Tobacco industry prepared the ground for illicit cigarette trade
The primary problem is the criminality of firms involved in illicit trade, and the lack of capacity and/or will at the SA Revenue Service to stop them.
In the past year the illicit trade in cigarettes has received much attention in the media, with self-interested parties promoting their own narratives. One example is the prominent hashtag campaign #TakeBackTheTax, which claims government loses about R7bn in excise tax revenues every year.
The campaign was orchestrated by the Tobacco Institute of Southern Africa (Tisa), a body representing major tobacco manufacturers including British American Tobacco (BAT) and Phillip Morris SA. The Nugent Commission highlighted the growth in illicit trade in cigarettes as one of the consequences of the institutional meltdown at the SA Revenue Service (Sars). Just recently BAT SA commissioned Econometrix, an economic consultancy, to write a report on tobacco taxation. This urged the government not to increase the excise tax on cigarettes because it would lead to less, rather than more, tax revenue.
With the national budget due to be presented on Wednesday, the timing of this report was clearly aimed at influencing National Treasury officials. Industry-funded research, not just in SA but globally, pushes the narrative that taxes result in higher levels of illicit trade. To retain their consumers and protect their profits, tobacco companies fight excise tax increases as hard as possible, as they know that higher prices decrease consumption.
However, while higher excise taxes may create an incentive for illicit trade, the primary problem is not the level of the excise tax. Since 2011 the real (inflation-adjusted) excise tax has increased only marginally (by less than 10%), yet illicit trade has increased substantially. A recent study, based on data collected by the national income dynamics study, suggests that as much as 30% of the total number of cigarettes sold in SA are priced so low that they are almost certainly illicit. The prevalence of illicit cigarettes is extremely widespread, geographically, and among different population groups purchasing these cigarettes.
The primary problem is the criminality of tobacco firms involved in illicit trade, and the current lack of capacity and/or will at Sars to stop them. In 2013 Sars recognised that illicit trade was a serious problem, and it launched Project Honey Badger to curb the scourge. Before the project was able to reap results, many of the specialised units at Sars involved with Project Honey Badger were disbanded by then commissioner Tom Moyane, and illicit trade flourished. The expression “when the cat’s away, the mice will play”, became particularly pertinent for SA’s tobacco sector, especially after 2014.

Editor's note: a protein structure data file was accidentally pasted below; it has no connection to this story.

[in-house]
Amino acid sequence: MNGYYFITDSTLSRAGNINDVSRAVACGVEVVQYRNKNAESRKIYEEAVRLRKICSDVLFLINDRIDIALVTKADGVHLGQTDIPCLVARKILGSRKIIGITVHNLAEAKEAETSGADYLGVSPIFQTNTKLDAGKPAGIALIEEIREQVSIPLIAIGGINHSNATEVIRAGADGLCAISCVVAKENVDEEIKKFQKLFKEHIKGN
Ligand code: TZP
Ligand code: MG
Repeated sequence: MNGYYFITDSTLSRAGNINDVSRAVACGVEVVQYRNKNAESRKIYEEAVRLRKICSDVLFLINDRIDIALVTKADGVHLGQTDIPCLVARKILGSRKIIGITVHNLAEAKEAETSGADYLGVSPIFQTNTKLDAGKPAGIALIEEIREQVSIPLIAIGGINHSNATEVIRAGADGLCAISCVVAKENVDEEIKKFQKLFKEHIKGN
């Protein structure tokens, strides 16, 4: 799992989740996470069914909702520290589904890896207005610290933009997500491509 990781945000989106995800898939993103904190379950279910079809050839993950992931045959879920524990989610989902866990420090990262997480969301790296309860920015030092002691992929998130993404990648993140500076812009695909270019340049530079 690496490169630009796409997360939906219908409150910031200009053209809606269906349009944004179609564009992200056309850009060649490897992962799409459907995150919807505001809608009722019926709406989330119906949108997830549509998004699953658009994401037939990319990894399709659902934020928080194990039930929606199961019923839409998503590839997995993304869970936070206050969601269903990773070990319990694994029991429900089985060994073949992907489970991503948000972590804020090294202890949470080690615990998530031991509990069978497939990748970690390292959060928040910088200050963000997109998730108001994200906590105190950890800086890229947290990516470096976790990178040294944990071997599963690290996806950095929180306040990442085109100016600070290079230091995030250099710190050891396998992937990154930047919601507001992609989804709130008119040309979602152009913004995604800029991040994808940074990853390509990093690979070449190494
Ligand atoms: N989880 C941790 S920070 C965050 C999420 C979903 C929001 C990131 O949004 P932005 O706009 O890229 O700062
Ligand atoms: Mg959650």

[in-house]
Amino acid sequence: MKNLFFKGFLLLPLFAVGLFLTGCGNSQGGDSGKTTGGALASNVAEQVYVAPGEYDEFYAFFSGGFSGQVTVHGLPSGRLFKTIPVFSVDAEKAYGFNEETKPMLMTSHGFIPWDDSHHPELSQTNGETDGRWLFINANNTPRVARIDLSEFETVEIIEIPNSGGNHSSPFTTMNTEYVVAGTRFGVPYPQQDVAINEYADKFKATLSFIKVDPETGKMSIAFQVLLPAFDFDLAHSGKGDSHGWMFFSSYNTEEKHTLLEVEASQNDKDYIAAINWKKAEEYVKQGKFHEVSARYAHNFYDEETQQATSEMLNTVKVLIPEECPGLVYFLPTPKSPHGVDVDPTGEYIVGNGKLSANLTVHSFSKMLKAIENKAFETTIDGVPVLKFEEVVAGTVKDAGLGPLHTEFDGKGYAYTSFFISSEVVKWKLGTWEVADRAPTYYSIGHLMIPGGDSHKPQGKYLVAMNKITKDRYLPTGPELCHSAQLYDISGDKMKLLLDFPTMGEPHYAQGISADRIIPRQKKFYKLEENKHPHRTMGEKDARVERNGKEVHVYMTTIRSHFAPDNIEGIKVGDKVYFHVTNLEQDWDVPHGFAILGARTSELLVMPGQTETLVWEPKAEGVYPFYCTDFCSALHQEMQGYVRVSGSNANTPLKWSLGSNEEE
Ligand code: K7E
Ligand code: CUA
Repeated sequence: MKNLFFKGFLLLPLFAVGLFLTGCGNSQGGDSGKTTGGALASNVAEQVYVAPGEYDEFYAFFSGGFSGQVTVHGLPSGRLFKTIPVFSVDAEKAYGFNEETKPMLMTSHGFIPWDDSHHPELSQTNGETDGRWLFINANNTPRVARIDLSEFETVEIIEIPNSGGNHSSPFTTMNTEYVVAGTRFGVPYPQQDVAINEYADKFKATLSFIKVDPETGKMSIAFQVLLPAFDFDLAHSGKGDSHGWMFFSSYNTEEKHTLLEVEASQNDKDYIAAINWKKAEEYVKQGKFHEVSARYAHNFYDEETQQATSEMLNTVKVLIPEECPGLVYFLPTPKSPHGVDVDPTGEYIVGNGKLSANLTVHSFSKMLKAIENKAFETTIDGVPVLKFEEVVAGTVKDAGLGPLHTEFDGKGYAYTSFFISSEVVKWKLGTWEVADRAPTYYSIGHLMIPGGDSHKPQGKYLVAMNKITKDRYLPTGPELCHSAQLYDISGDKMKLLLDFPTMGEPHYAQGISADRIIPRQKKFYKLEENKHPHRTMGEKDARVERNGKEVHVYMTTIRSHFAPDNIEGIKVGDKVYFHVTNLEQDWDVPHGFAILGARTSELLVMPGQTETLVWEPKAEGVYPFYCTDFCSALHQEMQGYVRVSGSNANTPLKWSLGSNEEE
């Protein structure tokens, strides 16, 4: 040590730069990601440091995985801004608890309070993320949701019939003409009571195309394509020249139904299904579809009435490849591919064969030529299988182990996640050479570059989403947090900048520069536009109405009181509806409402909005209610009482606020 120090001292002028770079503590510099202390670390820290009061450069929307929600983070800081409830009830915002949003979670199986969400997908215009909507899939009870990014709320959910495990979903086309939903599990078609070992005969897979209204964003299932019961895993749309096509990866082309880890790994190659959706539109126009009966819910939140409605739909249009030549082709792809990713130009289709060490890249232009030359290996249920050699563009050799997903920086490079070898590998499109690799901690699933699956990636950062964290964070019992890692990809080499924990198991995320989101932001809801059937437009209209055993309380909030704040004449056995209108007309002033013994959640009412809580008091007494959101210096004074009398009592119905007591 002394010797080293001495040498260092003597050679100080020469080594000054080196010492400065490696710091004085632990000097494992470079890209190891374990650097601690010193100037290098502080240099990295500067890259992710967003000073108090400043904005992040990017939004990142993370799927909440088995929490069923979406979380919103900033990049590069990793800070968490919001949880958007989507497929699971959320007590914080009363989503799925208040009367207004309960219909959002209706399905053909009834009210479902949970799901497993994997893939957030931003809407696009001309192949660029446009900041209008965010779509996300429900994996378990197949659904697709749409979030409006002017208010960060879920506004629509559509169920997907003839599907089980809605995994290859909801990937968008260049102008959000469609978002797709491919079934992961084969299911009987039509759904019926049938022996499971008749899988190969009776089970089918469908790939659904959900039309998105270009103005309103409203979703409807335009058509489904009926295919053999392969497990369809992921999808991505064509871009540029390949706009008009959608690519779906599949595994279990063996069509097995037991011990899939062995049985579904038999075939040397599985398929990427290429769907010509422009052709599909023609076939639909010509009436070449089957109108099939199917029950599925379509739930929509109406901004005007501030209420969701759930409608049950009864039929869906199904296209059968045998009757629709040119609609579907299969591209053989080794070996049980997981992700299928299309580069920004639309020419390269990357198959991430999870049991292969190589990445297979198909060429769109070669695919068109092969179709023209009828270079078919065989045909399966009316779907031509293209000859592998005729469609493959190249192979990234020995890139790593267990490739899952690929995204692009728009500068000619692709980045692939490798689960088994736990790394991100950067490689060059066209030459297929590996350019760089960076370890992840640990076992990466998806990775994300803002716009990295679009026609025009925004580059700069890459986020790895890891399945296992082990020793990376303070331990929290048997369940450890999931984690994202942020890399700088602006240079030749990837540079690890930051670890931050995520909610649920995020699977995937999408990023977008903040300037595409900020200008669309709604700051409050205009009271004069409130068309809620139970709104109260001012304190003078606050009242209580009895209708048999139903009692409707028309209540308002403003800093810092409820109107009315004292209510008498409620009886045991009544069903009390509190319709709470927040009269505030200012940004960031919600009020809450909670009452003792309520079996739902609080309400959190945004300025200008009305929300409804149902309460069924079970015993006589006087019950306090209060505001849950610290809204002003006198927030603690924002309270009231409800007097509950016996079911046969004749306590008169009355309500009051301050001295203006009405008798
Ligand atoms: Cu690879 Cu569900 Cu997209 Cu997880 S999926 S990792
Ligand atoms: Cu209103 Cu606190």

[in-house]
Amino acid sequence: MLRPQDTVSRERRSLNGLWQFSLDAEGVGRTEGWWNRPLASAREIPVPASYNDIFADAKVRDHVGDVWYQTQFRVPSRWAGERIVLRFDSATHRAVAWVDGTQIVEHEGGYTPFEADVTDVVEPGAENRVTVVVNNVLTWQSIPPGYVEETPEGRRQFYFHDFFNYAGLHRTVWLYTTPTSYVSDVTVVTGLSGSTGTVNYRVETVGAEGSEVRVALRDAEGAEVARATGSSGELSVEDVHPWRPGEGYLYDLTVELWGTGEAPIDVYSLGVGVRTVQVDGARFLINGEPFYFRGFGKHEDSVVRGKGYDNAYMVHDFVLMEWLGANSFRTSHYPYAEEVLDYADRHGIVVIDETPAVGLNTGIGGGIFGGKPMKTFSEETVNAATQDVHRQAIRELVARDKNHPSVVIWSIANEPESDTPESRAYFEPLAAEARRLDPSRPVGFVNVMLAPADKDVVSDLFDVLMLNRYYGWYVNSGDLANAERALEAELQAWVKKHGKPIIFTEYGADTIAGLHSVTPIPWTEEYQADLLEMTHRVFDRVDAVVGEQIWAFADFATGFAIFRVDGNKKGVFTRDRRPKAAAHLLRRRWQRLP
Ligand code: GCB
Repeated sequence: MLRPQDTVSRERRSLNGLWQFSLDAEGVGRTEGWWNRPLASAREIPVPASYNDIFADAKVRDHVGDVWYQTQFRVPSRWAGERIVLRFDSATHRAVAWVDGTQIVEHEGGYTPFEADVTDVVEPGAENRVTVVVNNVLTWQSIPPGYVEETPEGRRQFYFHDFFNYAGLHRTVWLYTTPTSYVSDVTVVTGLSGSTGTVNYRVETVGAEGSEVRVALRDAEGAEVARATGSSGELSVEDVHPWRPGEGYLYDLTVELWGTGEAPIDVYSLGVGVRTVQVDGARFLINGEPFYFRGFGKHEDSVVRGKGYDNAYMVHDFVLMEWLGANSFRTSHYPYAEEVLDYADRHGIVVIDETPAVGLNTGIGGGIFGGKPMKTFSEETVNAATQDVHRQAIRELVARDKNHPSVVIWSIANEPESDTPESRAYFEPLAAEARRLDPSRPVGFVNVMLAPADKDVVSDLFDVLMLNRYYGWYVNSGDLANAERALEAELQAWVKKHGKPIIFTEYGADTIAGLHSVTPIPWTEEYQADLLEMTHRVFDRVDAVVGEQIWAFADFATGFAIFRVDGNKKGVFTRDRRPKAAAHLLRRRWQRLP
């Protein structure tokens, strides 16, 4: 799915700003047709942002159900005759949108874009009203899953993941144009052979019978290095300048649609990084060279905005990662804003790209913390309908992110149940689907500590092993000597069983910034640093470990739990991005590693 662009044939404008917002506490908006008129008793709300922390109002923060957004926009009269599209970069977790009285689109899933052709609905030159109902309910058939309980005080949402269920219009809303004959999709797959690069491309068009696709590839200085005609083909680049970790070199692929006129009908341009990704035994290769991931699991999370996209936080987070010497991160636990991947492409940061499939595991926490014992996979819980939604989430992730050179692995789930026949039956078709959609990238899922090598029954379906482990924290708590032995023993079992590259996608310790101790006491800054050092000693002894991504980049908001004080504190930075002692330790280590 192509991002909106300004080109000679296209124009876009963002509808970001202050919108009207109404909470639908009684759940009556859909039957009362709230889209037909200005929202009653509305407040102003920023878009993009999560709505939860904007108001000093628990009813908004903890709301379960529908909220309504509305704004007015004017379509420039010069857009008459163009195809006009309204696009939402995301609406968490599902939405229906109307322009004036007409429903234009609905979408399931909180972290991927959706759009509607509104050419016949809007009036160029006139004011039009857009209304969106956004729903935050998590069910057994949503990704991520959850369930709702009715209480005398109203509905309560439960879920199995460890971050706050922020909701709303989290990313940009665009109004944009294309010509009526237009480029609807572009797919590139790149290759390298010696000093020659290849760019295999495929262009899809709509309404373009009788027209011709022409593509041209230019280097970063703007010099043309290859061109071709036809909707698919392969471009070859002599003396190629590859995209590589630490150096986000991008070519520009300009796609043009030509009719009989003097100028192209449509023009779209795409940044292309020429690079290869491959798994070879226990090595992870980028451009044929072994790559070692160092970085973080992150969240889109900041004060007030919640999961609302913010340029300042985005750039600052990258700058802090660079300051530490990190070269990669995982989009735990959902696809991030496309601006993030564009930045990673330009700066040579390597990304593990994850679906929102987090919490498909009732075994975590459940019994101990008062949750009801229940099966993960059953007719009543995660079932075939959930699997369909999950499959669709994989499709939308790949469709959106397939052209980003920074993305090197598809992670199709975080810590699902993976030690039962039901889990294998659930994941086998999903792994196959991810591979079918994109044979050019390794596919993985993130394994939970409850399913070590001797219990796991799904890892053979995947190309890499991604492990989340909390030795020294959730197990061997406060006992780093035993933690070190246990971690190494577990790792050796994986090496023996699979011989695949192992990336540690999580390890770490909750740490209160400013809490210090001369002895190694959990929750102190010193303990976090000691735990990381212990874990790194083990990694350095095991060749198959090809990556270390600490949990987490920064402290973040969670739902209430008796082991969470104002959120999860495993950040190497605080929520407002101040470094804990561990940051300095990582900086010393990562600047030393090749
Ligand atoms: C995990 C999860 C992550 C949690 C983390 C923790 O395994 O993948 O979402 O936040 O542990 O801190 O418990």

While taxes may create an incentive for illicit trade, global evidence has shown time after time that the existence of an incentive does not have to lead to action. Georgia is a case in point. Despite recent tax increases, illicit trade in cigarettes remains negligible in that country. In contrast, Cambodia has one of the lowest cigarette taxes in the world but has a booming illicit cigarette market because of its poorly functioning tax administration.
While taxes may create an incentive for illicit trade, global evidence has shown time after time that the existence of an incentive does not have to lead to action.
The tobacco industry, and in particular BAT SA, has effectively controlled the amount of tax paid by the consumer for many years given the way the Treasury levies the excise tax. For the group to now cry foul over the “high excise tax” is disingenuous. In 1994 government announced that it aimed to set the excise tax such that the total tax burden (excise tax plus VAT, expressed as a percentage of the retail price of the most popular brand) would equal 50%. This target was achieved in 1997. The only change to this rule came in 2004, when the government increased the total tax burden target to 52% of the retail price. Though government sets the tax rate, industry decides on the retail price.